Optical lattices also allow the investigation of problems commonly associated with solid-state physics but enable the experimenters to change certain parameters of their artificial crystal at will. Very recently we have investigated an optical setup that will be used to trap cold atoms in a ring lattice. A standard optical lattice is a "cube" with sides of about sites, but pure crystals in the solid state can be much more extensive. Because a ring has no end or beginning point, a ring lattice is a good approximation of an infinite one-dimensional lattice, which is particularly interesting as quantum effects are strongest at low dimensions.
We have realized our optical ring lattice experimentally by superimposing two light beams that carry orbital angular momentum.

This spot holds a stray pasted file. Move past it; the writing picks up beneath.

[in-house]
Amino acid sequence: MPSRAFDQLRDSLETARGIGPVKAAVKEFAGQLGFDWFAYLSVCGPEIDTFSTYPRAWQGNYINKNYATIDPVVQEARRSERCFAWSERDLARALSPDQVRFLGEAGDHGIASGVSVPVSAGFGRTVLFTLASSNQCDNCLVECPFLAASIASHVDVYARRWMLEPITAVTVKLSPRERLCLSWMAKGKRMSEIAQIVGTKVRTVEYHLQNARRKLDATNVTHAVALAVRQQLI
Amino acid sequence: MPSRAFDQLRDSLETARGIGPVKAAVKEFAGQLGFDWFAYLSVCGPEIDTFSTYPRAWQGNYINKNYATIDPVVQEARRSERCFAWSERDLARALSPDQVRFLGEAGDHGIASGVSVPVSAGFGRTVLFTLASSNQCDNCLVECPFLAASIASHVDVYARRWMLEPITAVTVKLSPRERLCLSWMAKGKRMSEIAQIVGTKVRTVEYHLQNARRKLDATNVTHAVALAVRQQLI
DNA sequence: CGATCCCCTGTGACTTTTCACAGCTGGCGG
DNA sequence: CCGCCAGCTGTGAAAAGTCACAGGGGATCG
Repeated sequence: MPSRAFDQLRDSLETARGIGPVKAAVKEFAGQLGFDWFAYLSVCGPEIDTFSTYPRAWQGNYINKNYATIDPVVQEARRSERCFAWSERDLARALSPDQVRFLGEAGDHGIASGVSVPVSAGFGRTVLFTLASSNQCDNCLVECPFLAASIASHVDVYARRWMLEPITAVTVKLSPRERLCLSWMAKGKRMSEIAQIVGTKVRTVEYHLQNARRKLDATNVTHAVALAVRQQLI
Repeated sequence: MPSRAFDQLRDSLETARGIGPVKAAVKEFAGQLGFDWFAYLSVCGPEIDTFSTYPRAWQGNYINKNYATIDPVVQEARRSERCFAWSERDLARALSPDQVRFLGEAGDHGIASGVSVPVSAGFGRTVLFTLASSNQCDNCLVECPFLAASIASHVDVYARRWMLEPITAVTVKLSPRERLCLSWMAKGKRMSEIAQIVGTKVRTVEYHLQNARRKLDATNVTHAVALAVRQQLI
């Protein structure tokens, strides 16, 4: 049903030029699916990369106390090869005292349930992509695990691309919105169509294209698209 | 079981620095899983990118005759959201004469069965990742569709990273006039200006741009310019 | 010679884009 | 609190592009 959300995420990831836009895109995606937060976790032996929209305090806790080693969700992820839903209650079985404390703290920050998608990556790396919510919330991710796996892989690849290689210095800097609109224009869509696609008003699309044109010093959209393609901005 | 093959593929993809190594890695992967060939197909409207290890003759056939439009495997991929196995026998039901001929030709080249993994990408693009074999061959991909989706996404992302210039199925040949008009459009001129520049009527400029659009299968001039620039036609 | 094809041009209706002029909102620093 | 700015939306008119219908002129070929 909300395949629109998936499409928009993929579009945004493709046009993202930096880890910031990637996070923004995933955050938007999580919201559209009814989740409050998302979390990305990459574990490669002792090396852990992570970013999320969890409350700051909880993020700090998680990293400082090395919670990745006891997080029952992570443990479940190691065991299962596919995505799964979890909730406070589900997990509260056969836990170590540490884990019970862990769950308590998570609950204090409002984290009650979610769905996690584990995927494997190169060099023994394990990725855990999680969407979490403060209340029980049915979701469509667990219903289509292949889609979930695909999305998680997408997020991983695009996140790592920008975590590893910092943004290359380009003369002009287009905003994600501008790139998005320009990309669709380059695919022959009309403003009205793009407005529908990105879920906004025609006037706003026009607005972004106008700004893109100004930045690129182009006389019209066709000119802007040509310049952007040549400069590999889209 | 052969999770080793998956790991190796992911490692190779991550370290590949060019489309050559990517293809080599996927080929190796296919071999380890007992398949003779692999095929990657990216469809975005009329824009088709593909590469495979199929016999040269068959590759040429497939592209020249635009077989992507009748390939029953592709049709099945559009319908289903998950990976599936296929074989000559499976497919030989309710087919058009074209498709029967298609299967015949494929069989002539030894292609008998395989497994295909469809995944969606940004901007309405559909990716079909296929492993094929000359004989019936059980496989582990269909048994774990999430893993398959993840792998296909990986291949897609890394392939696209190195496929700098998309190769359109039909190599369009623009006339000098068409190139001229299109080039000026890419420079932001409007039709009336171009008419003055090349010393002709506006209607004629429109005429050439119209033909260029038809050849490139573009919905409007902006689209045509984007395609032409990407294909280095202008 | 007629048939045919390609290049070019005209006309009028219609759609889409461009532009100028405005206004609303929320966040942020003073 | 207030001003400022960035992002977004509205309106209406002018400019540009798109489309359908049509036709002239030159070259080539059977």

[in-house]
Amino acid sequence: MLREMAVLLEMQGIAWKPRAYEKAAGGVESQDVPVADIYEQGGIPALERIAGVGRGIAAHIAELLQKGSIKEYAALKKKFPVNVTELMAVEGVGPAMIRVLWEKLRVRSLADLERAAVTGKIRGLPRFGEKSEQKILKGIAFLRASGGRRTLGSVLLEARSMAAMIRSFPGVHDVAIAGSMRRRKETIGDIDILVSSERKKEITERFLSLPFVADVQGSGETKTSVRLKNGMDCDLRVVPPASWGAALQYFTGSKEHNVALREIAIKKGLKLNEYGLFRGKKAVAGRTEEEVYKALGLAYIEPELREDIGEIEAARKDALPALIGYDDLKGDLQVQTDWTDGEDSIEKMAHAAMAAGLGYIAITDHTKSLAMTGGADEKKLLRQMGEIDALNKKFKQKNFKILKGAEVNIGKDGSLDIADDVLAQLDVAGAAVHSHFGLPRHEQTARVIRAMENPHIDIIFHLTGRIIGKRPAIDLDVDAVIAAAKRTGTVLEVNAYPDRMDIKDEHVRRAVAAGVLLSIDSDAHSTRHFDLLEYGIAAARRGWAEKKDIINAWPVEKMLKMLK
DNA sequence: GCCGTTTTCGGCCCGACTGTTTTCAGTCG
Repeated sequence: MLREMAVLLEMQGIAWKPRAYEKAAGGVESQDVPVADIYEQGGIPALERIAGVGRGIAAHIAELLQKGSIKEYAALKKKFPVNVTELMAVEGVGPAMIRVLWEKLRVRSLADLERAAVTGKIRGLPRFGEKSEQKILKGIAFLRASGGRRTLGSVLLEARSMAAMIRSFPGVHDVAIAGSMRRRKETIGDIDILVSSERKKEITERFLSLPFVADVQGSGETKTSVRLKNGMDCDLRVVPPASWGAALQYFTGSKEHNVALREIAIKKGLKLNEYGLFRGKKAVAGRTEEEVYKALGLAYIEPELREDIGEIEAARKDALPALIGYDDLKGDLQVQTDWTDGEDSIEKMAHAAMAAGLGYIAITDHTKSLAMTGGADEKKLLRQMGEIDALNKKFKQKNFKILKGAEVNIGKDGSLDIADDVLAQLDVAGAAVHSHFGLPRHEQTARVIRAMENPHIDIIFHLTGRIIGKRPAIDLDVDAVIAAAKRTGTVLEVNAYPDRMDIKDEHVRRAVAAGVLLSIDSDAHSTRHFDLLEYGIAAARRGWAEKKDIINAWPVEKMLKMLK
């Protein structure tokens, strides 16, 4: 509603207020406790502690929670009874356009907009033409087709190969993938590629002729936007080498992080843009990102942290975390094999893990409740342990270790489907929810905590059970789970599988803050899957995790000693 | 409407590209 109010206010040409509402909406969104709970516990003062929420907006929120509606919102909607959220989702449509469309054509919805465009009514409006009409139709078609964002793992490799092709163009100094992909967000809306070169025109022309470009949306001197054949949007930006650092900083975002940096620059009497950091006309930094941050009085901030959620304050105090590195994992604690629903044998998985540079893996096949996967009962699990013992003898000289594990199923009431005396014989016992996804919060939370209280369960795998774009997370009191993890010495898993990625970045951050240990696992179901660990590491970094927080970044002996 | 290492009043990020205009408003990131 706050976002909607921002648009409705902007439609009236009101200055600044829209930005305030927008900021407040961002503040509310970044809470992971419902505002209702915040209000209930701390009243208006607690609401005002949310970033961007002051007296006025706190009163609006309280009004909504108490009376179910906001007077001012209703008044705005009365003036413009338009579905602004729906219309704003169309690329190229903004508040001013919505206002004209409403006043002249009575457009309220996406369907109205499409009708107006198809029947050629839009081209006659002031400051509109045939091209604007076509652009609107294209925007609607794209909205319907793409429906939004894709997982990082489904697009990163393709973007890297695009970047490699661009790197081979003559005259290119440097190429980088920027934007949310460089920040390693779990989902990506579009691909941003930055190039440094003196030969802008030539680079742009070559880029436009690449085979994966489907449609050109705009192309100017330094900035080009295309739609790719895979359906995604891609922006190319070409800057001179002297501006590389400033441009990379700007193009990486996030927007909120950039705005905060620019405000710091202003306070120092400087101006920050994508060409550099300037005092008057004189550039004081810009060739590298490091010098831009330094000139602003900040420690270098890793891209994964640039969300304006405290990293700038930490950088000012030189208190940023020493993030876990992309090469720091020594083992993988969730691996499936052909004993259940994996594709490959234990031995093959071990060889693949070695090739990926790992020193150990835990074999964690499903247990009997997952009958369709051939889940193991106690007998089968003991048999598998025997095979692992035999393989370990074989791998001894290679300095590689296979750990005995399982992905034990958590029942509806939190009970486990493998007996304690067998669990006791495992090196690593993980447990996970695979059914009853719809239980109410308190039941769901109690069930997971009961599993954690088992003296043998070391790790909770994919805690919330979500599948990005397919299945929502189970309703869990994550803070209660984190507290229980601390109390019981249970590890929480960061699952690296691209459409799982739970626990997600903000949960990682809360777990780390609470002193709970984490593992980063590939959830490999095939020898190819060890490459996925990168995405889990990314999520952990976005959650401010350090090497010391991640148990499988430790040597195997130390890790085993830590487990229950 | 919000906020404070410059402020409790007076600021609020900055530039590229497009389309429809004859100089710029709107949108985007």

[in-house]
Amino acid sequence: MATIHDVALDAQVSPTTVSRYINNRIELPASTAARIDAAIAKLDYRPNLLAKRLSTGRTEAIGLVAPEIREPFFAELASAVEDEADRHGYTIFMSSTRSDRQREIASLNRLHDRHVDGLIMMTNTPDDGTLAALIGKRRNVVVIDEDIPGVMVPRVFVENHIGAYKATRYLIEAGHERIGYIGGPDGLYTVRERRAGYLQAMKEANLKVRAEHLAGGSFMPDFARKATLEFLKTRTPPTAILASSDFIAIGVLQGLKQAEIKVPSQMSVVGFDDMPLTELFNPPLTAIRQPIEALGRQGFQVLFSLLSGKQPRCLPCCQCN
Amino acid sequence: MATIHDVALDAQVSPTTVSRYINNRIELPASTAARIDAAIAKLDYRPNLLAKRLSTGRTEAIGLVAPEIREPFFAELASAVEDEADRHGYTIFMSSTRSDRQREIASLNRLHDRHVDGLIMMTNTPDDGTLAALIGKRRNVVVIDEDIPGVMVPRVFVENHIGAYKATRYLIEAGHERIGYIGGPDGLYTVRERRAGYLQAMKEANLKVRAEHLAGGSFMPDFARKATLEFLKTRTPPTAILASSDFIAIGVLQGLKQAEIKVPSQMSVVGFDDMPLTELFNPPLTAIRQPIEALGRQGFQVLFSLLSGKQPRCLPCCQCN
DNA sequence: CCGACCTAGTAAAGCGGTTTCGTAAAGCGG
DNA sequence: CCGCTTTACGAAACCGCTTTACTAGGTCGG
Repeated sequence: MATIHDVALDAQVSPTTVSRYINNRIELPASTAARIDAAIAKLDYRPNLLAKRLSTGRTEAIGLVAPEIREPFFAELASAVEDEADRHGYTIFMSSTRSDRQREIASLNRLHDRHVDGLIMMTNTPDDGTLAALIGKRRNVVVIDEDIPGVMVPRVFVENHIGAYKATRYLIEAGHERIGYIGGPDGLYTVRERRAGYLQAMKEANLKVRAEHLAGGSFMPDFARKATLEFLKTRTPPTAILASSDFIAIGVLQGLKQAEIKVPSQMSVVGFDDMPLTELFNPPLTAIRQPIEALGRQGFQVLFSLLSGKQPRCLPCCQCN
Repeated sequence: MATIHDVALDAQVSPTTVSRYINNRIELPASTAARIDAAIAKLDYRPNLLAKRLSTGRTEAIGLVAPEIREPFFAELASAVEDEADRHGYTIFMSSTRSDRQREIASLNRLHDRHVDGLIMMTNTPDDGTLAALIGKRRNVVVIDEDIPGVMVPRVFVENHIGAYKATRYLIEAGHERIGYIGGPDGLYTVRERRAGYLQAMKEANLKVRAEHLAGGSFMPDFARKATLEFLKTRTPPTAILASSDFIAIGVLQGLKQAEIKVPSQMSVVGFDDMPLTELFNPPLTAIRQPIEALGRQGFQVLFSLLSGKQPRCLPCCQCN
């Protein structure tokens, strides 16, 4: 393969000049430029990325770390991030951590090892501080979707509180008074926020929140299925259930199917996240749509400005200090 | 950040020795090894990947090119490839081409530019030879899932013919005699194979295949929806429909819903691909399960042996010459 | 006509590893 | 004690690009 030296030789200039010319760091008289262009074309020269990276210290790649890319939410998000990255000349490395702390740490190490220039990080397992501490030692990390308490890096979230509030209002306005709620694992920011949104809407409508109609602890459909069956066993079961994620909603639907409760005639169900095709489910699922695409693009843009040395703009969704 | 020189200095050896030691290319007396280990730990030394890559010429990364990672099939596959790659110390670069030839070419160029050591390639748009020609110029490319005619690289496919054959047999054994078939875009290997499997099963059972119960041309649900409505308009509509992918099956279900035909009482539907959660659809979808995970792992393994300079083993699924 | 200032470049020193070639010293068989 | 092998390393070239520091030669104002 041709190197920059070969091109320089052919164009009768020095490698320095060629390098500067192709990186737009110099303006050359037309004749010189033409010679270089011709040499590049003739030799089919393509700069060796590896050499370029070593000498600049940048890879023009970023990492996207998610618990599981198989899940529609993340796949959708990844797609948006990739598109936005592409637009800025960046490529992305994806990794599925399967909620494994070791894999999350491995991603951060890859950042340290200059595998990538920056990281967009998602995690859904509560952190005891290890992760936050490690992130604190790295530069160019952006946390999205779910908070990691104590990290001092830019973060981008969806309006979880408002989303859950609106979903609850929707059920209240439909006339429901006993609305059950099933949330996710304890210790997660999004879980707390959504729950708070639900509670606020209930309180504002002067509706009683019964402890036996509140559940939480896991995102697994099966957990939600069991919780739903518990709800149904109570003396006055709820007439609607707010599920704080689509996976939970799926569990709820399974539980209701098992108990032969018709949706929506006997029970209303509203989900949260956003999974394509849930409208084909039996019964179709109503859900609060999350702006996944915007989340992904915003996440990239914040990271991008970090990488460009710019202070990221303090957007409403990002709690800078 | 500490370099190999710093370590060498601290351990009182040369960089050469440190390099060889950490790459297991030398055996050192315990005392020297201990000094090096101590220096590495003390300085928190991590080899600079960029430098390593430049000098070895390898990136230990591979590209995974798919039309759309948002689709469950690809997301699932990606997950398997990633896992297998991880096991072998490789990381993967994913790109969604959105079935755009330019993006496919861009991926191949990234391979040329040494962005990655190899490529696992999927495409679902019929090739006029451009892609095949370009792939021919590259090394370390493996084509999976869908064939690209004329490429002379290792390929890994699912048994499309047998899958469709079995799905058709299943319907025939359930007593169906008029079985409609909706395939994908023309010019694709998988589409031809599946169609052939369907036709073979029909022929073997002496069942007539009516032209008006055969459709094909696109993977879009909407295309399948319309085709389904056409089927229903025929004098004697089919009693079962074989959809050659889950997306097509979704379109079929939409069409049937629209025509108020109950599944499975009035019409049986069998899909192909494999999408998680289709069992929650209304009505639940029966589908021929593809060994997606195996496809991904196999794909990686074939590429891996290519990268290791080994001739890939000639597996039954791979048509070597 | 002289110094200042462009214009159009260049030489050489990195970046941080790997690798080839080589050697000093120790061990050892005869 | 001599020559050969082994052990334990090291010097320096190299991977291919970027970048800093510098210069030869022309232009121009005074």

Overlapping two co-propagating Laguerre-Gauss beams with opposite values of l, the beams interfere constructively at angles where their phases match and destructively in between, where they are exactly out of phase. The resulting interference pattern is a ring of 2 l bright regions. Using red-detuned light, atoms can be trapped at these lattice sites by the optical dipole force. Alternatively, lattices with dark intensity regions surrounded by bright light can be generated by choosing appropriate pairs of Laguerre-Gauss beams with different orbital angular momenta.
The radius of the bright intensity rings of Laguerre-Gauss beams increases with the square root of the absolute value of l , so the intensity ring of the beam with the larger orbital angular momentum has a larger radius. At the same time, the peak intensity of a beam decreases again by the same value, the square root of the absolute value of l , and for equal power, the outer intensity ring is dimmer than the other.
Complete constructive or destructive interference, however, requires equal light intensities and therefore occurs at a radius where the light intensities of the two beams balance.